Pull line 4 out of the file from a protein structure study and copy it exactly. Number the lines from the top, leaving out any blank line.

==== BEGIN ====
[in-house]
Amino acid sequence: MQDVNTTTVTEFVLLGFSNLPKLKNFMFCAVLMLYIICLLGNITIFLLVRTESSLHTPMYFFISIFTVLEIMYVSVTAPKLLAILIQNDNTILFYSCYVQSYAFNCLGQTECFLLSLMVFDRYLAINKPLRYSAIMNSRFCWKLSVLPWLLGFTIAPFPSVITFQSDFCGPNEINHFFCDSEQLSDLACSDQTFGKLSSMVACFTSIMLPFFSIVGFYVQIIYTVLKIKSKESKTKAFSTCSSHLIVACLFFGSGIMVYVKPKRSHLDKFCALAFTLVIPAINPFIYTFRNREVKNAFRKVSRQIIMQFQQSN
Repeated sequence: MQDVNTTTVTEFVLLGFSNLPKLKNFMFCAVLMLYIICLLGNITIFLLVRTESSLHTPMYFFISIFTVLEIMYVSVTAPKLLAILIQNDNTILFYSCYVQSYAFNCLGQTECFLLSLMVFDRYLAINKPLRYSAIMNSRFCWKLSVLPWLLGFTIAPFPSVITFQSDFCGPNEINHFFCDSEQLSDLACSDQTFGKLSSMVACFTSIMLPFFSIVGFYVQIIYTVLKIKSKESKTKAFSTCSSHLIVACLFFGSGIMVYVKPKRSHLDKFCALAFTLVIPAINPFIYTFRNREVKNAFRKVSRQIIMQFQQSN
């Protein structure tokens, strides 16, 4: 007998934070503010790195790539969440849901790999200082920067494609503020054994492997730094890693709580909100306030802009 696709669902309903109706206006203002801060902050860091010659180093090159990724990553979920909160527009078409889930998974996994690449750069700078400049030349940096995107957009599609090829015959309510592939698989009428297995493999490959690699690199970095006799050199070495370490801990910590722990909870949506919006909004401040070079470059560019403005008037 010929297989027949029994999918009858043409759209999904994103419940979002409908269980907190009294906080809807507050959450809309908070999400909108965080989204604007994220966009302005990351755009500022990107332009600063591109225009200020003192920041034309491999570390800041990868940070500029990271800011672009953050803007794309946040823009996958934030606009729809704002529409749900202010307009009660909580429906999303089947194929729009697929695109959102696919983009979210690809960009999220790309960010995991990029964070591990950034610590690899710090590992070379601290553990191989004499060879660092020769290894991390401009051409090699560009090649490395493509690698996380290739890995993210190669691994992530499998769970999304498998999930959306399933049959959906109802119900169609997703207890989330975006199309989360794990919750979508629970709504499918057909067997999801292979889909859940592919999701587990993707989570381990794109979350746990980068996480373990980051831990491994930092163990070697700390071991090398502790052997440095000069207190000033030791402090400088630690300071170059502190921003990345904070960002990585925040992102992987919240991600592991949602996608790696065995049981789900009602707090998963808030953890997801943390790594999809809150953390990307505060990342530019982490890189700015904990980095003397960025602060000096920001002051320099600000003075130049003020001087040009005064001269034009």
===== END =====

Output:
């Protein structure tokens, strides 16, 4: 007998934070503010790195790539969440849901790999200082920067494609503020054994492997730094890693709580909100306030802009 696709669902309903109706206006203002801060902050860091010659180093090159990724990553979920909160527009078409889930998974996994690449750069700078400049030349940096995107957009599609090829015959309510592939698989009428297995493999490959690699690199970095006799050199070495370490801990910590722990909870949506919006909004401040070079470059560019403005008037 010929297989027949029994999918009858043409759209999904994103419940979002409908269980907190009294906080809807507050959450809309908070999400909108965080989204604007994220966009302005990351755009500022990107332009600063591109225009200020003192920041034309491999570390800041990868940070500029990271800011672009953050803007794309946040823009996958934030606009729809704002529409749900202010307009009660909580429906999303089947194929729009697929695109959102696919983009979210690809960009999220790309960010995991990029964070591990950034610590690899710090590992070379601290553990191989004499060879660092020769290894991390401009051409090699560009090649490395493509690698996380290739890995993210190669691994992530499998769970999304498998999930959306399933049959959906109802119900169609997703207890989330975006199309989360794990919750979508629970709504499918057909067997999801292979889909859940592919999701587990993707989570381990794109979350746990980068996480373990980051831990491994930092163990070697700390071991090398502790052997440095000069207190000033030791402090400088630690300071170059502190921003990345904070960002990585925040992102992987919240991600592991949602996608790696065995049981789900009602707090998963808030953890997801943390790594999809809150953390990307505060990342530019982490890189700015904990980095003397960025602060000096920001002051320099600000003075130049003020001087040009005064001269034009």